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Hi there! 

Below, you can find an exemplary piece on the topic you where asking for. Remember that it merely represents one of the takes you can have on the topic and shouldn't be taken as a perfect model. Some people can have different opinions, which is why I would like to encourage you, to re-write it to suit your own opinion on the topic. 

The essay includes: 
- Rough overview of Gandhi's Philosophy in general
- The way it resonates with his take on education
- Opinion of yours trully on the topic


                            When education is not only about knowledge
                                 Education philosophy of Mahatma Gandhi

          I strongly doubt that you could find an adult person in the modern world which will not know the name Mahatma Gandhi or just Gandhi at the very least. That being said, I am also quite positive that most of those individuals would not be able to state any of his postulates on society, governance, education or anything else for that matter. Just to clarify and establish a basis for our discourse let us point out the most important claims of Mahatma Gandhi's social philosophy.

          We can say that Gandhi's view of the world was in a great deal shaped by experience brought back from Africa, where he lived and worked in his early days. He became a zealous opposer of modernization as a whole, that included, of course, the British Rule. It did not mean that Indians ruling in British stead would be better - not a all! In fact, he believed that the system British created in their strive for modernity, was something rotten from its very basis. Another of his ideas was that there should be no mechanization. People did not need it in his opinion, they managed without it for thousands of years before, why wouldn't they manage now? At the center of Gandhi's philosophy lie two keywords - Swaraj and Swadeshi. They can be translated as independence or autonomy and self-sufficiency or self-reliance. Both perfectly desribe his idea of an autonomous and self-sufficient village which is independent from the government, it fact, it has its own rulling body of five people chosen to be the rulling assembly every year, as a basic building block of the society. Knowing all that however, we need to think how it could be applied to education.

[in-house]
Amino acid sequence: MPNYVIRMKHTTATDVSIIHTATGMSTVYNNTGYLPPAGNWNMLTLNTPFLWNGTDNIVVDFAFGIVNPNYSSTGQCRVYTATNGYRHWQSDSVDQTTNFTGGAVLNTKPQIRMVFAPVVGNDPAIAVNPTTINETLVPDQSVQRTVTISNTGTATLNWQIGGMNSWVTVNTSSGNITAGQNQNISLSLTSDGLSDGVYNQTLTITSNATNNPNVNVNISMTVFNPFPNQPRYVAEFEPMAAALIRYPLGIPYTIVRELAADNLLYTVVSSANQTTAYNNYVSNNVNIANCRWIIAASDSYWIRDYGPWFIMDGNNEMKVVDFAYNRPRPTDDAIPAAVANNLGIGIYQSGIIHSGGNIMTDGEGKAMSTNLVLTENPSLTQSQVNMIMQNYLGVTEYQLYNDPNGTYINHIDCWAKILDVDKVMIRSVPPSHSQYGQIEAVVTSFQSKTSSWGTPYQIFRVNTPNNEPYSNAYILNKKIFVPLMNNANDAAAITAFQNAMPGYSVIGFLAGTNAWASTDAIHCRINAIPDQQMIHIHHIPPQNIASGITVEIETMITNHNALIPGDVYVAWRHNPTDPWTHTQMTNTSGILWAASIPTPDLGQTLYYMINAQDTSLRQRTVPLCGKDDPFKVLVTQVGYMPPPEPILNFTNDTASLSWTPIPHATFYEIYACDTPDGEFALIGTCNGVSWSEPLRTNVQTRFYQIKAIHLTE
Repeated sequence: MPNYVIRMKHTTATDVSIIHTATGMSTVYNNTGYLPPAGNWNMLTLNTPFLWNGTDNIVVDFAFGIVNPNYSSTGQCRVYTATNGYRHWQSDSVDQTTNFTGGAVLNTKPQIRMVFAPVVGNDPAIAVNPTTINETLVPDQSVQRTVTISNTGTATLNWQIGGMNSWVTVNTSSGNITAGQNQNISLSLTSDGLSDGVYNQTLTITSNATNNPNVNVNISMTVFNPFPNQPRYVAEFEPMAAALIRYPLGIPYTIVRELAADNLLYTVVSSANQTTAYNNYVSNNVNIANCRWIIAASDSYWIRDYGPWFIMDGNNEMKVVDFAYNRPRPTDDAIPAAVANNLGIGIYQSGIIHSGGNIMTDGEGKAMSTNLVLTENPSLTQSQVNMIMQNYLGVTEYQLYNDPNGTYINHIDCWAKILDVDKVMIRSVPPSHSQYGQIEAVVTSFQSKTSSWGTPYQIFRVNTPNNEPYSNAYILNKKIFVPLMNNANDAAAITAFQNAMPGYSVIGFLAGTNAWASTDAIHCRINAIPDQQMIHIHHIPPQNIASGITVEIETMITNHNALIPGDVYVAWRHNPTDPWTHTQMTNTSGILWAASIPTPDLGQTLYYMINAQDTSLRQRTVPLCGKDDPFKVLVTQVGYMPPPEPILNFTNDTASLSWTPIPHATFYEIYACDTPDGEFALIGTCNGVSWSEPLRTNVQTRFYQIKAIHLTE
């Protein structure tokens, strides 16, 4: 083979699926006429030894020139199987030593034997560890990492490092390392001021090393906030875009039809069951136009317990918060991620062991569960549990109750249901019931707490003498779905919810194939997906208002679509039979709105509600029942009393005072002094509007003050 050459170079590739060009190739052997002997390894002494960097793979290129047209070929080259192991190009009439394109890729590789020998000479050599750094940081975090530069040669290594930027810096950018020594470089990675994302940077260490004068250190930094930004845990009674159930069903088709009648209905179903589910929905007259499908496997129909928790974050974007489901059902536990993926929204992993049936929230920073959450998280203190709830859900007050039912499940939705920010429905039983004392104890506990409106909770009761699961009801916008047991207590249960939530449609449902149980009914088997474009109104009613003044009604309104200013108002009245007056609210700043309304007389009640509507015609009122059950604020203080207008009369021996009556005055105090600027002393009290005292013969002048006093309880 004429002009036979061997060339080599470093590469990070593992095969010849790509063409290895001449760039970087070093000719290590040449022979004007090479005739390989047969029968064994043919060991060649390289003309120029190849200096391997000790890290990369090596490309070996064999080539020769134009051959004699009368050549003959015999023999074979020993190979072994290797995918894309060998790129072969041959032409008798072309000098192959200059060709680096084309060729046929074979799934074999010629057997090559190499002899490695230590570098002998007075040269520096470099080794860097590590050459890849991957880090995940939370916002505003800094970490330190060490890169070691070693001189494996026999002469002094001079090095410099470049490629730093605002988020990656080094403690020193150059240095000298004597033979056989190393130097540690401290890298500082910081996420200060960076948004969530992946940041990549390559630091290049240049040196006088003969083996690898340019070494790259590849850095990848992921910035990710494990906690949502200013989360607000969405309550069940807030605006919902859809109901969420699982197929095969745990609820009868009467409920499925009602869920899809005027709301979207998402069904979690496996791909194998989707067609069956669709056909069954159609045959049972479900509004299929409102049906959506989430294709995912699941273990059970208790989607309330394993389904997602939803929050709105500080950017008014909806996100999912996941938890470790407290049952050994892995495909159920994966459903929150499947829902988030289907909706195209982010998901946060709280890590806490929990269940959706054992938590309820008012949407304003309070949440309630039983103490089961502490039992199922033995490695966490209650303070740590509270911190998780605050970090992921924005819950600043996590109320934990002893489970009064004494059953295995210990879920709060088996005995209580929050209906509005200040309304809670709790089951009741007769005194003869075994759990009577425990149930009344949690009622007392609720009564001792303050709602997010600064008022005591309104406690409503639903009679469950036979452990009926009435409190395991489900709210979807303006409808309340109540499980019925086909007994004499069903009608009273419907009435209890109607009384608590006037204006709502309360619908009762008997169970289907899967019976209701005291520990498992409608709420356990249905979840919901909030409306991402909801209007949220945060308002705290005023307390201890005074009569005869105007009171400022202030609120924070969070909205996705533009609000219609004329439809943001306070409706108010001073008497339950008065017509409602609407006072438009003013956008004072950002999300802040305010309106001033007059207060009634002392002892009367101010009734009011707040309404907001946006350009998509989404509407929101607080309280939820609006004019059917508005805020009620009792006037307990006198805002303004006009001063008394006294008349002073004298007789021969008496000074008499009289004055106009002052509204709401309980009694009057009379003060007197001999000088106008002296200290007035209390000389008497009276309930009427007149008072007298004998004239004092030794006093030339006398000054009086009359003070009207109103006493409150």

Gandhi was a propagator of autonomy on a village level and equality of all people living in peace. It is hardly surprising then to see that in his mindset, a school should also be able to provide for itself. At the same time it cannot be constrained by any government issued curriculum or any curriculum at all for that matter. What it needs though, are the teachers, teachers who are dedicated to their work and students, who are willing to teach by themselves by forming a special bond with the pupils. They should not only teach their students but learn from them at the same time. He did not want to get rid of school subjects however, teacher, teaching a certain subject should have freedom to teach the way they think is best. What is more, Gandhi believed that the most important subject from which the whole basic education (as he called it) should stem was productive handicraft. The reason for that being his strong conviction that a life of a craftsman or a labourer should be a good model for a decent life.

          We need to think, was that the right way? Have we done wrong by pursuing modernity? I cannot answer the first question as it is too early to say I believe and it will be the future that will become a judge of our decisions. Nonetheless, I stronlgy believe that we chose the right path and modernity is something that we cannot run from, even though it is different from the traditional way of thinking. The important bit, I think, is finding the middle ground for the new and the old. We should learn better how to embrace modernity without comromising the traditions, without hurting the poor or destroying job opportunities. We should think we can adapt the traditional art for modern needs and how to bend modern rules to fit what we believe in - also, in terms of education. 

          I have no doubt in my mind that Gandhi would agree that in the world, where modernity is unavoidable, we should do our best to find a middle ground to be able to protect the culture, while taking advantage of the changes occuring across the Globe. With that reflection, I would like to finish. I really hope that it shed some light on the topic.  


That is all, in case you had any questions, please drop me a line in the comments or via a private message, 


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